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Will the BBC's IPhone app help or hurt rivals?

09 March 2010

It's all perfectly clear now. Having spent, er, a few minutes watching C4’s Jo Frost: Extreme Parental Guidance, I can finally resolve my inner conflict over the BBC between celebrating its brilliance and damning its infuriating stupidity. The BBC is merely an errant child, badly reared and will persist in pushing at boundaries and testing our love until we are firm and invoke time out and/or a naughty step.

For 50 years commercial broadcasters have complained of BBC market interventions performed with the security of public funding in the name of innovation. Much of this has been condemned as whinging and most of it has been ineffective. The BBC has a website, two children’s channels, many music radio stations and a clutch of magazines, irrespective of years of doubtless very costly lobbying.

So what to make now of the corporation’s ventures in three news and sport apps for the iPhone – and in time other smart phones as well? A whole new front has opened up in the ‘be everywhere’ strategy and now Mark Thompson’s tanks are firmly on newspapers’ lawns. Either business model the BBC might have embraced can be described as damaging the already wounded press. Paid for? Well that’s charging licence fee payers twice and sucking up cash that might be spent on other news apps (the Guardian’s is just £2.39! Available now!). Free? Well we’re back to the website argument run by James Murdoch et al. They can't charge while the BBC is there spewing out news for nothing.

This dance has to be danced and, as with every other expansion the BBC has made into new territory, limits (thank you Jo) must be set; ideally in advance. We don’t want another Lonely Planet. But they should be of the ‘no telly on a school night’ variety rather than the total screen ban for under 18s.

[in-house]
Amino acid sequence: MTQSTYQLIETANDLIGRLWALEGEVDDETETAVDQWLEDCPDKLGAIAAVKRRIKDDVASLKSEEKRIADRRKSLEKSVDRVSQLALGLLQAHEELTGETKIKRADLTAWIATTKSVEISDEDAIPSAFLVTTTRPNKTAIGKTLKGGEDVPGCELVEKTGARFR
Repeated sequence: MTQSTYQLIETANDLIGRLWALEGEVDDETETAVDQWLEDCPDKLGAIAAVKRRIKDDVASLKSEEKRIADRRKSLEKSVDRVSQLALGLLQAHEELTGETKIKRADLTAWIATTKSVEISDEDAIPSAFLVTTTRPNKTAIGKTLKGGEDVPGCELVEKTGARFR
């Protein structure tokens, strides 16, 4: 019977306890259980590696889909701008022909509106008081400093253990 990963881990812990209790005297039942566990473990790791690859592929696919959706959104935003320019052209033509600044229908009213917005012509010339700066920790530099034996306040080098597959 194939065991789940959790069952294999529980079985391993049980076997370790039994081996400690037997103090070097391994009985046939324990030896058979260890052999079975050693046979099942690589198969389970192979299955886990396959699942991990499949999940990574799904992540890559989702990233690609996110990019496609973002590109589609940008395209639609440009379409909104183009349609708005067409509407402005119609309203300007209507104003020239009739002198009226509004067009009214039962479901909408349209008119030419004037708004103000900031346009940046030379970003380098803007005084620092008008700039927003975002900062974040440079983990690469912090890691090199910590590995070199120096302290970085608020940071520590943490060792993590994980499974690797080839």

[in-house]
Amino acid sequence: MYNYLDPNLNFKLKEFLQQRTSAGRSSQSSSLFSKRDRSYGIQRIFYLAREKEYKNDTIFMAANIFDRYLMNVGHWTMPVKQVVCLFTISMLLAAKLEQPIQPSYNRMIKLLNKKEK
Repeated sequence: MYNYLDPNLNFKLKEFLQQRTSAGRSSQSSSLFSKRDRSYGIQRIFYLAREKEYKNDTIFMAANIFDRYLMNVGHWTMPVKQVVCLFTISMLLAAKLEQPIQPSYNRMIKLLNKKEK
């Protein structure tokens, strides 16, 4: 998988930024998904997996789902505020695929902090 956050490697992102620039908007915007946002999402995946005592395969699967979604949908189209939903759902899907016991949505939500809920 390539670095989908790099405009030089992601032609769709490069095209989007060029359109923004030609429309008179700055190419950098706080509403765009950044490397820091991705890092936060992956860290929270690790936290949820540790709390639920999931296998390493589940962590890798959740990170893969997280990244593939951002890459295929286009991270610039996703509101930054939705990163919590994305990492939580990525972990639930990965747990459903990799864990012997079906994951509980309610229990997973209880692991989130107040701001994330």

The Guardian spent a long time developing its iPhone app. It’s the best in its (otherwise free) market and the talented team have proudly sold 100,000 units in just over two months. I’ll be interested, if not gripped, to see what impact the BBC’s app has. But I stick to the belief that it will neither destroy nor worsen our offering. The Guardian’s app proved people would pay for quality news delivered to mobile with brilliant functionality. We will simply have to keep innovating.

Janine Gibson is editor of

All Comments
James Bennett
James Bennett  | March 28, 2010
Incredible that the BBC should choose this timing to launch a new media front.
It's not just the "traditional media" that should be distressed by this, although it certainly plays in to their hands.
It's another example of the BBC straying from its core, broadly understood and agreed, agenda for which the general public are largely supportive. It would be reasonable to suppose that the vast majority of the (non-media) general public want to se the BBC fulfill its primary offers better - without, for example, technical glitches every night on the News at Ten and, yes, more investment in "distinctive content" whatever that might actually be.

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